1. Stop Killing Us: A Real Life Nightmare – an article (with a list embedded) by Tamika Butler
  2. Anti-racism resources for white people – a mega-document of resources compiled by Sarah Sophie Flicker and Alyssa Klein
  3. 6 Ways to Activate Beyond Social Media – an instagram list by @jezzchung
  4. Mapping Our Roles in a Social Change Ecosystem – an instagram list shared by @terisasiagatonu and created by Deepa Iyer
  5. 5 Ways To Take Action For All Non-Black People – an instagram list developed by @theconsciouskid 
  6. Shareable Anti-racism Resource Guide – compiled by Tasha Ryals
  7. 26 Ways To Be In The Struggle Beyond The Streets – shared by Racial Justice Rising
  8. Raising engaged anti-racist children – a twitter thread by @thecathyshow including resources from many terrific organizations
  9. A World Of Activism: How You Can Get Involved – a list by the Cultures of Resistance Network
  10. 75 Things White People Can Do For Racial Justice – a list compiled by Connie Shutack
  11. 6 ways to be antiracist, because being ‘not racist’ isn’t enough – an article by Rebecca Ruiz featuring Ibram X. Kendi’s thinking
  12. 10 Simple Ways White People Can Step Up to Fight Everyday Racism – a list compiled by @privtoprog, via the #ShowUp movement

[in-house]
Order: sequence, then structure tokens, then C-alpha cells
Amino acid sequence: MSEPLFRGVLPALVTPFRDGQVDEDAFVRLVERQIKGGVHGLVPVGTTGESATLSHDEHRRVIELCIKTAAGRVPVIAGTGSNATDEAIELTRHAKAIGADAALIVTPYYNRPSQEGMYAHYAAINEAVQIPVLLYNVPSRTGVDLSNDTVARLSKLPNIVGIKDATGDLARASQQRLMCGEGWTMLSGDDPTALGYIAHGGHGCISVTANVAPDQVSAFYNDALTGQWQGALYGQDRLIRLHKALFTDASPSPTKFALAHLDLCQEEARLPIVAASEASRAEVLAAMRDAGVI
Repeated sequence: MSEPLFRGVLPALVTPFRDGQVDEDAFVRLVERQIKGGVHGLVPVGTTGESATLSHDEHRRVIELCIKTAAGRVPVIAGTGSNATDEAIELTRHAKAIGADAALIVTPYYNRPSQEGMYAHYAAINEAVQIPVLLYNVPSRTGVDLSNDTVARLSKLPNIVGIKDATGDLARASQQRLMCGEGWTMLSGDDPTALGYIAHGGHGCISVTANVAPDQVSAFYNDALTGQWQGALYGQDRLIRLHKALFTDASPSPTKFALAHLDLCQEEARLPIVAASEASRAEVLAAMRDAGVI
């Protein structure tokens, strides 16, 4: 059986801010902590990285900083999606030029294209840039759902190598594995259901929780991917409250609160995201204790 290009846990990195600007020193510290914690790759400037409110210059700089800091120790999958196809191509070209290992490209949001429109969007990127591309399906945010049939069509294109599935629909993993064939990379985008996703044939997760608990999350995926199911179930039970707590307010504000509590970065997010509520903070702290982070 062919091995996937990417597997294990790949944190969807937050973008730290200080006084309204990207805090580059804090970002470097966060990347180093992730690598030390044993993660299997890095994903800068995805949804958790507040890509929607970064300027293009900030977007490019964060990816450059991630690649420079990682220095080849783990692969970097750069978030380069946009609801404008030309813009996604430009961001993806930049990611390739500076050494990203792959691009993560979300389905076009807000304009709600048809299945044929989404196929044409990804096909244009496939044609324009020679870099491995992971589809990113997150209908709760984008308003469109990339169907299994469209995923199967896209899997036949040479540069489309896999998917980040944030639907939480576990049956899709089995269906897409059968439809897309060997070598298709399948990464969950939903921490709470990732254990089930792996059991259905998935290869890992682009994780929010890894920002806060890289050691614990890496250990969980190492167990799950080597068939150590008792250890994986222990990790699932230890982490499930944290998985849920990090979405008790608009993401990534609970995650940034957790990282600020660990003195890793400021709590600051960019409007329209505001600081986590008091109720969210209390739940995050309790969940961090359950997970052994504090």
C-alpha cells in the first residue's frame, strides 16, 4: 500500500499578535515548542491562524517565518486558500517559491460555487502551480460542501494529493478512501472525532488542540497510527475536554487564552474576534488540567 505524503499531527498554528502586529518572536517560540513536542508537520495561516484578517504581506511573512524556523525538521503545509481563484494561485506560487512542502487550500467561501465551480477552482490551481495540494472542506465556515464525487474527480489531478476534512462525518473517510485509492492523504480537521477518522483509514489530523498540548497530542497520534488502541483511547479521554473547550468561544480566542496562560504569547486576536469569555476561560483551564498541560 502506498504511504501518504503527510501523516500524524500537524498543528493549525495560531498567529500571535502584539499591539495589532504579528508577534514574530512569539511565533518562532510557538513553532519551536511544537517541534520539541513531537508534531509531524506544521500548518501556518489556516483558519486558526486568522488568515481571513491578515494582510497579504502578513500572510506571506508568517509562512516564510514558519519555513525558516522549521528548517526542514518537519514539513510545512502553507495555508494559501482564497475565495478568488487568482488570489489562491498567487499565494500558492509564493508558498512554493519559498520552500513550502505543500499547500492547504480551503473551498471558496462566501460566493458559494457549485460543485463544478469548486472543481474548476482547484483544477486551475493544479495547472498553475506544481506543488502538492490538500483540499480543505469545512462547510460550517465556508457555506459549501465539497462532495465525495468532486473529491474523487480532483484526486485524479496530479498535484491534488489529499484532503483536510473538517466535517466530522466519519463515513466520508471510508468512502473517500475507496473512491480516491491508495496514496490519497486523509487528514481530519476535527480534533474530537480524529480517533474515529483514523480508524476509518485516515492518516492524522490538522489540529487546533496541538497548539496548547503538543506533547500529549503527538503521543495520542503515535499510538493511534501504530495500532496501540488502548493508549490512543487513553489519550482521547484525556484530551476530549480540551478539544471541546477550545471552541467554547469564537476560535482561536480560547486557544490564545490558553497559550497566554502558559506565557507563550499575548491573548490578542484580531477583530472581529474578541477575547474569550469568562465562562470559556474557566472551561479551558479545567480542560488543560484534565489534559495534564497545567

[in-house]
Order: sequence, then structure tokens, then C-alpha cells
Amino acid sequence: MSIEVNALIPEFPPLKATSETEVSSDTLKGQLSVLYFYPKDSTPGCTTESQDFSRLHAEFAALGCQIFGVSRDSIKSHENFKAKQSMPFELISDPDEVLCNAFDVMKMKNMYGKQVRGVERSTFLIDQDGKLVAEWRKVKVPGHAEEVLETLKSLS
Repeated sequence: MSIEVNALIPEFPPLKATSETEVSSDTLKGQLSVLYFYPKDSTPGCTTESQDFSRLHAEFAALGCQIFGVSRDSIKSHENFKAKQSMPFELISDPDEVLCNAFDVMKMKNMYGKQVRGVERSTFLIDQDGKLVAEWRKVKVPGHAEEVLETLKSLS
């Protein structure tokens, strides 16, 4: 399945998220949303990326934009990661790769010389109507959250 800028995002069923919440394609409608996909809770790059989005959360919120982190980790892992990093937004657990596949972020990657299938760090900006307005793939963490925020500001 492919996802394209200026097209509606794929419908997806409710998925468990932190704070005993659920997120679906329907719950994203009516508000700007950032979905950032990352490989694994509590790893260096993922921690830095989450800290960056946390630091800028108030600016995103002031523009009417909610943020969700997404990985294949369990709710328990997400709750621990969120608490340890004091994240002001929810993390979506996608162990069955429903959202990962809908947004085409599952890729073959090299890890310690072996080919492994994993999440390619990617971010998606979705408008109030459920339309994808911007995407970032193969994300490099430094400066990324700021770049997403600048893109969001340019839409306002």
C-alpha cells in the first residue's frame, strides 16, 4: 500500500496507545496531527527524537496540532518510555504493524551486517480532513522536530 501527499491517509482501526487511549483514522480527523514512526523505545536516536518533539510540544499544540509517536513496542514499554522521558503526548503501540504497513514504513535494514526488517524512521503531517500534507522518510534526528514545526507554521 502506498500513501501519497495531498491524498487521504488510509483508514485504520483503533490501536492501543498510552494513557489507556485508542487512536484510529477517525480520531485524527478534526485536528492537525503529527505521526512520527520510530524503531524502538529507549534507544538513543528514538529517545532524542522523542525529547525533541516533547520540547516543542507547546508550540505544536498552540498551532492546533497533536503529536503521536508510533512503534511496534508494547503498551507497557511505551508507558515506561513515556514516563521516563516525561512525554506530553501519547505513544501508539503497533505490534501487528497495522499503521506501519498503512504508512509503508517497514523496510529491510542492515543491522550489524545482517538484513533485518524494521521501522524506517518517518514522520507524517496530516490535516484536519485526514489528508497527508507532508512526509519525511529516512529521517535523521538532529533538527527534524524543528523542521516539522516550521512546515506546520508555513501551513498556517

13. How To Be Actively Antiracist – a list compiled by @goodgoodgoodco on instagram that draws from many brilliant writers and activists

You’ll notice that most of these are simple formats and social media based. While not all of my readers are on social media, this is content everyone can access. (And, for those of you who are on at least one social media platform, start following people with different identities and listening to what they have to say.) While the bite-sized nature of social media can often miss nuance, it can be helpful for simplifying giant challenges into manageable pieces. That is my aim for readers of this blog—there’s action to take today that you shouldn’t have to sit and think about for weeks. 

Within these lists, there are ways for you to activate in a way that meets you where you are. You don’t need to be an expert to start contributing to an antiracist society.